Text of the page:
Collecting little trinkets to decorate the small tree we would keep at home marked the onset of Christmas every year. The yearly ritual of celebrating Christmas in our little way meant being invited by my Catholic friend to her home, looking forward to Malayali delicacies and a sumptous rum cake made by her mother, picking the choicest Christmas gift for her and playing in the sun at her rooftop with aunty making sure we were having enough fun.
While this was what the day of Christmas looked like, studying in a Convent school made Christmas feel like an elaborate affair with students competing to join the carol choir and partaking in the happiness of the festivities which were generously hosted by the school. Carol singing practices would begin a week before the celebration day, Bible reading rehearsals would start in full sway and the nativity play preparations would take up most of our days.
The other day, a neighbour and friend was going to school for carol singing and a whiff of nostalgia hit me when she told me how excited she was for the prayer service.
Several years have passed since school has been over. And the many meanings of Christmas have also changed or I would say evolved with the passage of time. The ritualistic attraction of the festival still sets the Christmas mood and the heart wants to sing along on hearing the rhythms of carols, however, I wonder what has been so special about Christmas over the past few years.
A raging pandemic took a toll on loved ones with the closest and dearest ones haplessly trying to hold onto hope amidst death and despair. With the lockdown rendering several homes without a morsel of food, the abundance that Christmas promises has been seeming to be a figment of imagintion. When on one hand, we believe Christmas to be bringing with itself holidays full of mirth, warmth and friends, there have been so many who have been struggling with a debilitating mental health, feeling alone, ridden with pathos and hoping to survive. That which always looks like a merry affair, also has a side which is discomforting to look at, and not so happy after all.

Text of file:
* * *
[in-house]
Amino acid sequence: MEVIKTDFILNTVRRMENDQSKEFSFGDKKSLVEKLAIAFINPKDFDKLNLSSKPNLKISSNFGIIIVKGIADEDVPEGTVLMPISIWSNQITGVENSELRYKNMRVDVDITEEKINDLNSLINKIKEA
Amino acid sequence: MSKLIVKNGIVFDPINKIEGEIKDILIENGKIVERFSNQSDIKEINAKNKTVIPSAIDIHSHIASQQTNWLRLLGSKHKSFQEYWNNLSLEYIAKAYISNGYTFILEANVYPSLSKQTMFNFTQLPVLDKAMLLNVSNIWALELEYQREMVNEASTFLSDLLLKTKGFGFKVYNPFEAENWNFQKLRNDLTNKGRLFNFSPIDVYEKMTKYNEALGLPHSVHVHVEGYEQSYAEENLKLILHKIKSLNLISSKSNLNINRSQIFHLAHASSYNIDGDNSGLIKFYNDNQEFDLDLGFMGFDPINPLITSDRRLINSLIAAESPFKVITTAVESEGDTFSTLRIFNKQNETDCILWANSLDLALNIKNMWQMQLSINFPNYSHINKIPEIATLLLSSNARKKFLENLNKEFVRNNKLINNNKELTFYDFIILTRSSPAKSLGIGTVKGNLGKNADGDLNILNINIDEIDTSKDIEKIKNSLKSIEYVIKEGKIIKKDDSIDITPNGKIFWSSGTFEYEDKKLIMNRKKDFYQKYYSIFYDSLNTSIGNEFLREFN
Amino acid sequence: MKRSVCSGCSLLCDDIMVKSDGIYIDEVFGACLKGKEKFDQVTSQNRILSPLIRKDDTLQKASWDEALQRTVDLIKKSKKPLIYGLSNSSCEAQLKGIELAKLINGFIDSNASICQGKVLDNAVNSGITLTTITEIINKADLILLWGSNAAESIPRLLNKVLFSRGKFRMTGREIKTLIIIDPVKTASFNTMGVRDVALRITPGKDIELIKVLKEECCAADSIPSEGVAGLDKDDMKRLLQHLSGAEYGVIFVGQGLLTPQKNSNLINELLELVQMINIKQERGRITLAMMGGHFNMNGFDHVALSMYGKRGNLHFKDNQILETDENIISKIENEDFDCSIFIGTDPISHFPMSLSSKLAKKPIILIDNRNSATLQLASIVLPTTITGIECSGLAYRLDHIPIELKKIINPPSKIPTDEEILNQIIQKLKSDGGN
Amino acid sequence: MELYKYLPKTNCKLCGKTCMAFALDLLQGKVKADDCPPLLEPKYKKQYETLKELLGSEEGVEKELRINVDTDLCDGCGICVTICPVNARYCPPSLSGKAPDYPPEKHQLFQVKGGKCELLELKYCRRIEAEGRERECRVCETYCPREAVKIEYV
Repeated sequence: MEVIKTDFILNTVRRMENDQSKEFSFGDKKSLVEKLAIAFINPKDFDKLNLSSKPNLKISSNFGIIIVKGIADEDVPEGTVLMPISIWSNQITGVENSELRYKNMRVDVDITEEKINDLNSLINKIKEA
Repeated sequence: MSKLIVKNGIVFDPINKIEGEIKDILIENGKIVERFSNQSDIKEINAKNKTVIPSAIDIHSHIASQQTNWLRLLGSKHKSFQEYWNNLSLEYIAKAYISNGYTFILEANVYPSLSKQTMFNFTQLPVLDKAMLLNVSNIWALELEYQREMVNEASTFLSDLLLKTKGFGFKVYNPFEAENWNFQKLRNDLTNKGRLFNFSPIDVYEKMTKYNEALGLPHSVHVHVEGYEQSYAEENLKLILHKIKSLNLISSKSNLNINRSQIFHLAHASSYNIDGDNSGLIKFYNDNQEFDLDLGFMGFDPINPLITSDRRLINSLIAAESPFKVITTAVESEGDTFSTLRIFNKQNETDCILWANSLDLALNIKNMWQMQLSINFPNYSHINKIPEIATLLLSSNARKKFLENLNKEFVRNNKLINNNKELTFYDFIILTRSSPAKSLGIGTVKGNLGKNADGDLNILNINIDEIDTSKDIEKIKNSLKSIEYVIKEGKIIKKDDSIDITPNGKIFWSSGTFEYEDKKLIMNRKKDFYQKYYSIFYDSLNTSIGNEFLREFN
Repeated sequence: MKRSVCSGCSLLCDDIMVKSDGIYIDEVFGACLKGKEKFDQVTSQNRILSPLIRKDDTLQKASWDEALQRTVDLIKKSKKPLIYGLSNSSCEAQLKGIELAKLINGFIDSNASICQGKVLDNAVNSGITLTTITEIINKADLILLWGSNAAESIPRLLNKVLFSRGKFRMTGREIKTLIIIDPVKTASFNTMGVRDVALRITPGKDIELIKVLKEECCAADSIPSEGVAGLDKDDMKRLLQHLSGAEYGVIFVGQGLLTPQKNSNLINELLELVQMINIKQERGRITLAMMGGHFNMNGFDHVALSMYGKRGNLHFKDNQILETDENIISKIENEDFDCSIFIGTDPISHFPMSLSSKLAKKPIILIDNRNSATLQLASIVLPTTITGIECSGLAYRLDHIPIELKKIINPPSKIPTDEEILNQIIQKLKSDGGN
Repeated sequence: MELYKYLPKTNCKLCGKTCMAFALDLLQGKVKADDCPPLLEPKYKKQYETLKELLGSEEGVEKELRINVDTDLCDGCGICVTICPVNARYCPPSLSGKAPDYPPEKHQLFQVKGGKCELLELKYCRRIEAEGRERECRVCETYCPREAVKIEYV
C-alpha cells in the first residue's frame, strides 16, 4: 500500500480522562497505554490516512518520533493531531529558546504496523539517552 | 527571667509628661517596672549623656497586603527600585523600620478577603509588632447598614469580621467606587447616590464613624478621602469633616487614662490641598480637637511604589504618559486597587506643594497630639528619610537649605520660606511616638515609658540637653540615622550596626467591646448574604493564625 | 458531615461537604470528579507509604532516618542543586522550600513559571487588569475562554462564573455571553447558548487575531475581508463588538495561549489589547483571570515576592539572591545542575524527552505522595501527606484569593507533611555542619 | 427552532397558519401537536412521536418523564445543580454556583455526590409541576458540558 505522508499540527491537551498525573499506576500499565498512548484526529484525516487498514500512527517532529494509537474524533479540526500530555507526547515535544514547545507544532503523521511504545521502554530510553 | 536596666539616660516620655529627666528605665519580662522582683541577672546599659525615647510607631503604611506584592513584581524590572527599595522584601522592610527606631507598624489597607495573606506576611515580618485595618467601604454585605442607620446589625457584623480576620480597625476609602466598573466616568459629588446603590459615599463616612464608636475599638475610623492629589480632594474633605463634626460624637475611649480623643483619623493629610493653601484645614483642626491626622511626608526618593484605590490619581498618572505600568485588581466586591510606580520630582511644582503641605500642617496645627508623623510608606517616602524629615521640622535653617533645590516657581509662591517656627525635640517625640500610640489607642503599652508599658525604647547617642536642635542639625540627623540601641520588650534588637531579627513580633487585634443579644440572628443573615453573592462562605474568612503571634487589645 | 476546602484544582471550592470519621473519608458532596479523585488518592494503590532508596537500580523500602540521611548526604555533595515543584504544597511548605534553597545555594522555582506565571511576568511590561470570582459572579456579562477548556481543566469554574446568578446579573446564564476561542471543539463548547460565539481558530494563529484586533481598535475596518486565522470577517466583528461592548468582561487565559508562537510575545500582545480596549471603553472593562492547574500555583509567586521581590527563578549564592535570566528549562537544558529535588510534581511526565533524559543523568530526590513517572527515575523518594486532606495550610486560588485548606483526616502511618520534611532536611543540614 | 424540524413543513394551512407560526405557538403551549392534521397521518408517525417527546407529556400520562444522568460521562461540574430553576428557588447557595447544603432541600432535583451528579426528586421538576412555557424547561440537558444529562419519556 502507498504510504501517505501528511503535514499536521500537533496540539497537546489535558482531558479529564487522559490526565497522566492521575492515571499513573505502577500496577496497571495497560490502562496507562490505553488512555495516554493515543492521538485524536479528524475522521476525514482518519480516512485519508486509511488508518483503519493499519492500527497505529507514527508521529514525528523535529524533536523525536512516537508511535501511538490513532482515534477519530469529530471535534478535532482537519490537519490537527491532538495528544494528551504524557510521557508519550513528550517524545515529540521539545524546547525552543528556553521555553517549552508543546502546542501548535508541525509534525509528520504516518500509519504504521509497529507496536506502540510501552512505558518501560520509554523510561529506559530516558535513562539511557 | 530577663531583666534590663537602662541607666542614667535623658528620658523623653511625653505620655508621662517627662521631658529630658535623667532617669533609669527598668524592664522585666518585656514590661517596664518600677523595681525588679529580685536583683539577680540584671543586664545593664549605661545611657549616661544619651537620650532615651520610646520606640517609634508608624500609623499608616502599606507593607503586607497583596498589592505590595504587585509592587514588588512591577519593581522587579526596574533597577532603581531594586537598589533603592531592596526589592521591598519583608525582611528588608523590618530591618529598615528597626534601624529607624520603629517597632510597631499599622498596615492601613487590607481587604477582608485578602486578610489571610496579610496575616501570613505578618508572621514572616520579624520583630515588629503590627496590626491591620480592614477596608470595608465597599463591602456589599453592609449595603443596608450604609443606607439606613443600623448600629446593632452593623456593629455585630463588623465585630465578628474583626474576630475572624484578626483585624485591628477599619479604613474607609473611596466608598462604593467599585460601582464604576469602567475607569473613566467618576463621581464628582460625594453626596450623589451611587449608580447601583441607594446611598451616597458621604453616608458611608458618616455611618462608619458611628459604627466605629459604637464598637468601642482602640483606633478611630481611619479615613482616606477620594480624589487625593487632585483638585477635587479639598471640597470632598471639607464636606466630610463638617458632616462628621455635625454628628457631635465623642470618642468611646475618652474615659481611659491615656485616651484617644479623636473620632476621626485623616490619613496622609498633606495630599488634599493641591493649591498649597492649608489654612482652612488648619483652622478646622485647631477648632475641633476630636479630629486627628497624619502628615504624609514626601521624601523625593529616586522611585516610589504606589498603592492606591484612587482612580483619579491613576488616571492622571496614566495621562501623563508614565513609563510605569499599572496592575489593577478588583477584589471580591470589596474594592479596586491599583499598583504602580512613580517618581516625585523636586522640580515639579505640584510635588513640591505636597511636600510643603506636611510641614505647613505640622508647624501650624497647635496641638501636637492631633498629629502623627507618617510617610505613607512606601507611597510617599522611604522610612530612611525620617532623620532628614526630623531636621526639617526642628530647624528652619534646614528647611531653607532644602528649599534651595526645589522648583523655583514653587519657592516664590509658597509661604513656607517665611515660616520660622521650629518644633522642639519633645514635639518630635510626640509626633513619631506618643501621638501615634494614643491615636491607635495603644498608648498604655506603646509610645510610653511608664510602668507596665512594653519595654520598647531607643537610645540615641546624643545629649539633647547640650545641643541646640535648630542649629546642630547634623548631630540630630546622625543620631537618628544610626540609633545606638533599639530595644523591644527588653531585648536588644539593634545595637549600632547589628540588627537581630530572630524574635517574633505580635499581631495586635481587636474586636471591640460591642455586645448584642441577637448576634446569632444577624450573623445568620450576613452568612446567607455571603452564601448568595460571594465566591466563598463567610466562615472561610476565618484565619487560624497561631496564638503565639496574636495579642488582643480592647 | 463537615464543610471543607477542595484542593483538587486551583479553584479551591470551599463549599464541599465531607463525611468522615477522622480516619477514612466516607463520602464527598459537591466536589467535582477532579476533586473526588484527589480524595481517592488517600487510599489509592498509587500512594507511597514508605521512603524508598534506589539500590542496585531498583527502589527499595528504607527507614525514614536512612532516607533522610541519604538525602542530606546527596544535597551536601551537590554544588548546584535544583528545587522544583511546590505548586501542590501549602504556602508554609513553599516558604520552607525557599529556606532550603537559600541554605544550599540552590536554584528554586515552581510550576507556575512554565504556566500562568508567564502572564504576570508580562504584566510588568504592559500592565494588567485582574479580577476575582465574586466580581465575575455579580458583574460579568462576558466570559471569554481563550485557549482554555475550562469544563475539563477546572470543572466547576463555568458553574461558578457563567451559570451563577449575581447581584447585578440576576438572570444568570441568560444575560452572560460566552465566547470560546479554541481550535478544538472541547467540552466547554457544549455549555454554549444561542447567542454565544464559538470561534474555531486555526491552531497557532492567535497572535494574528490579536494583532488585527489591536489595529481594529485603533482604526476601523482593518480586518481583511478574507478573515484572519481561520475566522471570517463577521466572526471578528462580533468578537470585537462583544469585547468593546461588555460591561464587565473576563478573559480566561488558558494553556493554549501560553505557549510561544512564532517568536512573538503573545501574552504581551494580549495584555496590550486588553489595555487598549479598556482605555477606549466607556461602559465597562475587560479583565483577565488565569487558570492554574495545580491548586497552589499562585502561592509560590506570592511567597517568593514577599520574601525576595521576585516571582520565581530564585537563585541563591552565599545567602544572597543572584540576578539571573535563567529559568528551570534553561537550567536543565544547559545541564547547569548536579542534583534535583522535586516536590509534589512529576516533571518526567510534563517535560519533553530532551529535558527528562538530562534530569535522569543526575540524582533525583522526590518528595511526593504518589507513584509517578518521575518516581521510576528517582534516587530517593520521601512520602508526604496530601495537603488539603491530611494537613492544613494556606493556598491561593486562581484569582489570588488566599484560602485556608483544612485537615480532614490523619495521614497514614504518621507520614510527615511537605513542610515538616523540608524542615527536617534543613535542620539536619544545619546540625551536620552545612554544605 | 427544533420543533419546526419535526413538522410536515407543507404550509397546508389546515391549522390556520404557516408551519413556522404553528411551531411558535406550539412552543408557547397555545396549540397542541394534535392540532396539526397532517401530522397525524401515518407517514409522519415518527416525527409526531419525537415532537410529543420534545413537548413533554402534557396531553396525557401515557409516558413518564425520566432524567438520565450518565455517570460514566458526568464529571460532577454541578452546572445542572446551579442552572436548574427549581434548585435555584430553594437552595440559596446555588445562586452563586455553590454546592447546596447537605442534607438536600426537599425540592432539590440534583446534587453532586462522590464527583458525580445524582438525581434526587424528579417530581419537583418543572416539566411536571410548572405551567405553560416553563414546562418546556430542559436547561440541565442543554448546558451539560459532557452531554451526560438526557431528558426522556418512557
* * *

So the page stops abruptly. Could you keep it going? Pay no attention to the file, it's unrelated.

With a work from home arrangement going on in several organisations all over the world, the in-office Christmas cheer, before the organisation would shut for the festival and new year, has also receded into the background. So Christmas over the last few years has been about imagining what it would have been like if we were all in office, on the cusp of bidding goodbye to the passing year, taking new resolutions for the forthcoming one and reflecting together on the bygone days. But since that has not been the case for a while now, Christmas from home, if I may call it that, is about thinking of that one free day of staying in the blanket throughout the morning, wishing colleagues on whtasapp groups and simply being thankful for a day of holiday.
Christmas at home is and has also been about redefining familial ties. When other Christmases meant going back home and joining in the fervour to finally return to work, Christmas at home for the past years has seen readjustment of family bonds, making up after periods of turmoil, doing something as mundane as sipping tea, together, being there for each other in the highs and lows, caring for each other even on days it seemed difficult to do that, staying put after several thoughts of leaving and ultimately being grateful for the people we call family.
The past Christmases have seen loss, tears, regrets and defeats only to make one realise that each new Christmas brings with itself a glimmer that makes us want to look past those sorrows and move ahead.
So even though, aunty is not with my friend anymore this year, this Christmas is about all the strength she has held in herself and it is a celebration of that spirit of Christmas that all of us have kept alive in ourselves. Here is to the joy of being, here is to a merry Christmas!
Malvika Sharad is an editorial assistant at the Economic and Political Weekly.